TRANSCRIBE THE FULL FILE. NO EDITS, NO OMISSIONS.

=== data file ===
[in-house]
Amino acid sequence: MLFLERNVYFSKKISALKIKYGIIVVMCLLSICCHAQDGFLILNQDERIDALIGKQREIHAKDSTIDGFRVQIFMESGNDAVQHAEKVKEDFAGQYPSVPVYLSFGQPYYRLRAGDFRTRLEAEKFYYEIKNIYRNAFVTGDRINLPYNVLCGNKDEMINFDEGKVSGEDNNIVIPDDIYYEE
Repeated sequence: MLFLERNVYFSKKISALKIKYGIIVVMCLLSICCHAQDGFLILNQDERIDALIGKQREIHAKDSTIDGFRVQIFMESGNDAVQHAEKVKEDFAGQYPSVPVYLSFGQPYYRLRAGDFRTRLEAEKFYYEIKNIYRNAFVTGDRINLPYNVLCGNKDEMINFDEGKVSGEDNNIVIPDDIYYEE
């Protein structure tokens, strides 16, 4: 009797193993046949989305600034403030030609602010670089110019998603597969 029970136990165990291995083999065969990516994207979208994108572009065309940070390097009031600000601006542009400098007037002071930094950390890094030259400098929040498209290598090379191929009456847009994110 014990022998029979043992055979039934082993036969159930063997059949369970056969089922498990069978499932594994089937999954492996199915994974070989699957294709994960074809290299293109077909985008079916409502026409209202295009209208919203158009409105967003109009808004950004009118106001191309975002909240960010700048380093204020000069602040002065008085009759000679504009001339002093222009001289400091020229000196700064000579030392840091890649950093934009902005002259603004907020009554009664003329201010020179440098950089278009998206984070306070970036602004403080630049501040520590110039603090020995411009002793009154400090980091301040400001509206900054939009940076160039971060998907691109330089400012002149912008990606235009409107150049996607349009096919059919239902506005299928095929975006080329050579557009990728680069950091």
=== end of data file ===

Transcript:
[in-house]
Amino acid sequence: MLFLERNVYFSKKISALKIKYGIIVVMCLLSICCHAQDGFLILNQDERIDALIGKQREIHAKDSTIDGFRVQIFMESGNDAVQHAEKVKEDFAGQYPSVPVYLSFGQPYYRLRAGDFRTRLEAEKFYYEIKNIYRNAFVTGDRINLPYNVLCGNKDEMINFDEGKVSGEDNNIVIPDDIYYEE
Repeated sequence: MLFLERNVYFSKKISALKIKYGIIVVMCLLSICCHAQDGFLILNQDERIDALIGKQREIHAKDSTIDGFRVQIFMESGNDAVQHAEKVKEDFAGQYPSVPVYLSFGQPYYRLRAGDFRTRLEAEKFYYEIKNIYRNAFVTGDRINLPYNVLCGNKDEMINFDEGKVSGEDNNIVIPDDIYYEE
């Protein structure tokens, strides 16, 4: 009797193993046949989305600034403030030609602010670089110019998603597969 029970136990165990291995083999065969990516994207979208994108572009065309940070390097009031600000601006542009400098007037002071930094950390890094030259400098929040498209290598090379191929009456847009994110 014990022998029979043992055979039934082993036969159930063997059949369970056969089922498990069978499932594994089937999954492996199915994974070989699957294709994960074809290299293109077909985008079916409502026409209202295009209208919203158009409105967003109009808004950004009118106001191309975002909240960010700048380093204020000069602040002065008085009759000679504009001339002093222009001289400091020229000196700064000579030392840091890649950093934009902005002259603004907020009554009664003329201010020179440098950089278009998206984070306070970036602004403080630049501040520590110039603090020995411009002793009154400090980091301040400001509206900054939009940076160039971060998907691109330089400012002149912008990606235009409107150049996607349009096919059919239902506005299928095929975006080329050579557009990728680069950091």